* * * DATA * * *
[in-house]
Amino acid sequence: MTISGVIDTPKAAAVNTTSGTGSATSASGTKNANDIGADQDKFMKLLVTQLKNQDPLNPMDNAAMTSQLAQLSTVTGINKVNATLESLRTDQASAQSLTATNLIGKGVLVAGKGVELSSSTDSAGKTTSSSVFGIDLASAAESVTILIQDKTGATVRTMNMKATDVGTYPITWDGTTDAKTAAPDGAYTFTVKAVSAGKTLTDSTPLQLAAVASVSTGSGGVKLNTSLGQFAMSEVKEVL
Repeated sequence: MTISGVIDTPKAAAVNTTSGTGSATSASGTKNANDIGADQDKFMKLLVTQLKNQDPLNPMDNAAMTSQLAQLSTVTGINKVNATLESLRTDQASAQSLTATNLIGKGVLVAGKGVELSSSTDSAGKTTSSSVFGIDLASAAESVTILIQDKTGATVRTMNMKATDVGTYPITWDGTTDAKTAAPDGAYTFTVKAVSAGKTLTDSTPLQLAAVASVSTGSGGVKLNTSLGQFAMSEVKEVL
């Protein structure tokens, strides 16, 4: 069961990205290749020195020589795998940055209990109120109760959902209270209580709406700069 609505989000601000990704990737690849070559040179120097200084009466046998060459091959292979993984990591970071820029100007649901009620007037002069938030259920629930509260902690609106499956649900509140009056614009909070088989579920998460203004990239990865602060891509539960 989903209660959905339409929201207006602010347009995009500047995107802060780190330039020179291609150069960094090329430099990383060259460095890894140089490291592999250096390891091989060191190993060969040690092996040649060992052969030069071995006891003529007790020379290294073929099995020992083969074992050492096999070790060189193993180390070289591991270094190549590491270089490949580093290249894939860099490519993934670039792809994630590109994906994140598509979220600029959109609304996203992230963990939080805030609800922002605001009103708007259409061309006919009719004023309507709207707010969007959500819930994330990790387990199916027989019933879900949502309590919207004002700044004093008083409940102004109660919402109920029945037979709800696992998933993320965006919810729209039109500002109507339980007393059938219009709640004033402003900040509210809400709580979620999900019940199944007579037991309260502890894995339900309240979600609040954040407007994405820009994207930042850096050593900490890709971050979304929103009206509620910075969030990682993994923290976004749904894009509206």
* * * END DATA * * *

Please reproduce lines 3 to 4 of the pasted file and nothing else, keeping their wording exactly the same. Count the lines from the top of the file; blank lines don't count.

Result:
Repeated sequence: MTISGVIDTPKAAAVNTTSGTGSATSASGTKNANDIGADQDKFMKLLVTQLKNQDPLNPMDNAAMTSQLAQLSTVTGINKVNATLESLRTDQASAQSLTATNLIGKGVLVAGKGVELSSSTDSAGKTTSSSVFGIDLASAAESVTILIQDKTGATVRTMNMKATDVGTYPITWDGTTDAKTAAPDGAYTFTVKAVSAGKTLTDSTPLQLAAVASVSTGSGGVKLNTSLGQFAMSEVKEVL
């Protein structure tokens, strides 16, 4: 069961990205290749020195020589795998940055209990109120109760959902209270209580709406700069 609505989000601000990704990737690849070559040179120097200084009466046998060459091959292979993984990591970071820029100007649901009620007037002069938030259920629930509260902690609106499956649900509140009056614009909070088989579920998460203004990239990865602060891509539960 989903209660959905339409929201207006602010347009995009500047995107802060780190330039020179291609150069960094090329430099990383060259460095890894140089490291592999250096390891091989060191190993060969040690092996040649060992052969030069071995006891003529007790020379290294073929099995020992083969074992050492096999070790060189193993180390070289591991270094190549590491270089490949580093290249894939860099490519993934670039792809994630590109994906994140598509979220600029959109609304996203992230963990939080805030609800922002605001009103708007259409061309006919009719004023309507709207707010969007959500819930994330990790387990199916027989019933879900949502309590919207004002700044004093008083409940102004109660919402109920029945037979709800696992998933993320965006919810729209039109500002109507339980007393059938219009709640004033402003900040509210809400709580979620999900019940199944007579037991309260502890894995339900309240979600609040954040407007994405820009994207930042850096050593900490890709971050979304929103009206509620910075969030990682993994923290976004749904894009509206």